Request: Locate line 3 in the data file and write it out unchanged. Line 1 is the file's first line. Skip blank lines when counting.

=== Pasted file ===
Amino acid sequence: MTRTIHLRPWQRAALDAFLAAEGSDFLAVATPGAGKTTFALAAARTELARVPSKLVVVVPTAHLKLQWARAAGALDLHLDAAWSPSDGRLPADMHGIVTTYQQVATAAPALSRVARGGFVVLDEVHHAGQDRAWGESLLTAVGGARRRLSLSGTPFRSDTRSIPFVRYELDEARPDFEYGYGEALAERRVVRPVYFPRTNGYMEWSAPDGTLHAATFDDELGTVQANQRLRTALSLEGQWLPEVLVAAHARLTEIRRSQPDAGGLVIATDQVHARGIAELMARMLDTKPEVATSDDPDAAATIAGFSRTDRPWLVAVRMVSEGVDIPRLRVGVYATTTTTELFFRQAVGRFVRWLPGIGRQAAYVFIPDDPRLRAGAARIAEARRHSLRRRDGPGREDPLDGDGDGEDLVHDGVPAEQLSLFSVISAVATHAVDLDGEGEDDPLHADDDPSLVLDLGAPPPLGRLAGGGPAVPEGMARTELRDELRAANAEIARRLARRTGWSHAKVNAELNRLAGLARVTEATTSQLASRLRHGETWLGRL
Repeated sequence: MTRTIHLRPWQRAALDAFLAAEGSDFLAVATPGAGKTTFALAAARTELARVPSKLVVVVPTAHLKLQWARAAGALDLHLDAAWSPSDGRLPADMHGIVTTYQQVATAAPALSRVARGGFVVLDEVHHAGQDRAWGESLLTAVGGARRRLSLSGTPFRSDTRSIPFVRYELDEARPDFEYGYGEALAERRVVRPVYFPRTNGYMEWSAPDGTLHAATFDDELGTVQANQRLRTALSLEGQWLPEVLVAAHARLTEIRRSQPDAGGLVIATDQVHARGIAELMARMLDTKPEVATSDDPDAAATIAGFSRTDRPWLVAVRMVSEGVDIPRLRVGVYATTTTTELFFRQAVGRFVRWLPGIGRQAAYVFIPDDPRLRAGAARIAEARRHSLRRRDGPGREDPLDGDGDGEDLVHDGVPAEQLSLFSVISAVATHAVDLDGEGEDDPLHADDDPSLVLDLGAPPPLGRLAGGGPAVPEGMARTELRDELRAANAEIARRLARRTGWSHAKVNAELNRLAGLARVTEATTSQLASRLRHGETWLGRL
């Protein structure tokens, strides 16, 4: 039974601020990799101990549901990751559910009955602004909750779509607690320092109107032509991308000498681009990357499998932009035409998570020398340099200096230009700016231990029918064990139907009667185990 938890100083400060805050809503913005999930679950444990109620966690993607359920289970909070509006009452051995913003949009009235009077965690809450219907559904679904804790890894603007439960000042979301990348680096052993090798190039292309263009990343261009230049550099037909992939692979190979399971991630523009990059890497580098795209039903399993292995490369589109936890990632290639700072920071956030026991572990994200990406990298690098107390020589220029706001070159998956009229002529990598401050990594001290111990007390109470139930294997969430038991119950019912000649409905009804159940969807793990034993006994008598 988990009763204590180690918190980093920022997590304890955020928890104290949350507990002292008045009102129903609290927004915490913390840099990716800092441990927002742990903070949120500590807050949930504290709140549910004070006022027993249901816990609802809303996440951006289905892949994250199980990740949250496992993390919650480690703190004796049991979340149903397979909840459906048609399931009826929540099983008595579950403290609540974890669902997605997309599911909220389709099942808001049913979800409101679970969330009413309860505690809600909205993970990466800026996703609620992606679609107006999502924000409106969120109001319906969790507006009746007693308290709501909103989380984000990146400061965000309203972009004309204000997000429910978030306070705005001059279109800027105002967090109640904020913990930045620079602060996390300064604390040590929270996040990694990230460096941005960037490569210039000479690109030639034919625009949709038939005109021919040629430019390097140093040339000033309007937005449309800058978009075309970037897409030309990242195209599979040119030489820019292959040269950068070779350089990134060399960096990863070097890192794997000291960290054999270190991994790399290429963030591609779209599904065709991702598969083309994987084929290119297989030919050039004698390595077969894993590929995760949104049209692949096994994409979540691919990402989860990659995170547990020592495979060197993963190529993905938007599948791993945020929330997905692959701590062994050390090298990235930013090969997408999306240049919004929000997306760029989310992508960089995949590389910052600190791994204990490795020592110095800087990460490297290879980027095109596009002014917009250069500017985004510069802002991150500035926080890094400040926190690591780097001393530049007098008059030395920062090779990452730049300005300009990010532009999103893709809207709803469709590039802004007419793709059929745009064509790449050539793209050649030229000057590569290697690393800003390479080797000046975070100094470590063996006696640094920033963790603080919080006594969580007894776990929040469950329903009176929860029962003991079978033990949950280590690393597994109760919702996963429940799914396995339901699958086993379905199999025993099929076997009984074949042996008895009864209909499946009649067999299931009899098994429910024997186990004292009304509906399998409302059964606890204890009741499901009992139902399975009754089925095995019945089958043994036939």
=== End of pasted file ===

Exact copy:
């Protein structure tokens, strides 16, 4: 039974601020990799101990549901990751559910009955602004909750779509607690320092109107032509991308000498681009990357499998932009035409998570020398340099200096230009700016231990029918064990139907009667185990 938890100083400060805050809503913005999930679950444990109620966690993607359920289970909070509006009452051995913003949009009235009077965690809450219907559904679904804790890894603007439960000042979301990348680096052993090798190039292309263009990343261009230049550099037909992939692979190979399971991630523009990059890497580098795209039903399993292995490369589109936890990632290639700072920071956030026991572990994200990406990298690098107390020589220029706001070159998956009229002529990598401050990594001290111990007390109470139930294997969430038991119950019912000649409905009804159940969807793990034993006994008598 988990009763204590180690918190980093920022997590304890955020928890104290949350507990002292008045009102129903609290927004915490913390840099990716800092441990927002742990903070949120500590807050949930504290709140549910004070006022027993249901816990609802809303996440951006289905892949994250199980990740949250496992993390919650480690703190004796049991979340149903397979909840459906048609399931009826929540099983008595579950403290609540974890669902997605997309599911909220389709099942808001049913979800409101679970969330009413309860505690809600909205993970990466800026996703609620992606679609107006999502924000409106969120109001319906969790507006009746007693308290709501909103989380984000990146400061965000309203972009004309204000997000429910978030306070705005001059279109800027105002967090109640904020913990930045620079602060996390300064604390040590929270996040990694990230460096941005960037490569210039000479690109030639034919625009949709038939005109021919040629430019390097140093040339000033309007937005449309800058978009075309970037897409030309990242195209599979040119030489820019292959040269950068070779350089990134060399960096990863070097890192794997000291960290054999270190991994790399290429963030591609779209599904065709991702598969083309994987084929290119297989030919050039004698390595077969894993590929995760949104049209692949096994994409979540691919990402989860990659995170547990020592495979060197993963190529993905938007599948791993945020929330997905692959701590062994050390090298990235930013090969997408999306240049919004929000997306760029989310992508960089995949590389910052600190791994204990490795020592110095800087990460490297290879980027095109596009002014917009250069500017985004510069802002991150500035926080890094400040926190690591780097001393530049007098008059030395920062090779990452730049300005300009990010532009999103893709809207709803469709590039802004007419793709059929745009064509790449050539793209050649030229000057590569290697690393800003390479080797000046975070100094470590063996006696640094920033963790603080919080006594969580007894776990929040469950329903009176929860029962003991079978033990949950280590690393597994109760919702996963429940799914396995339901699958086993379905199999025993099929076997009984074949042996008895009864209909499946009649067999299931009899098994429910024997186990004292009304509906399998409302059964606890204890009741499901009992139902399975009754089925095995019945089958043994036939």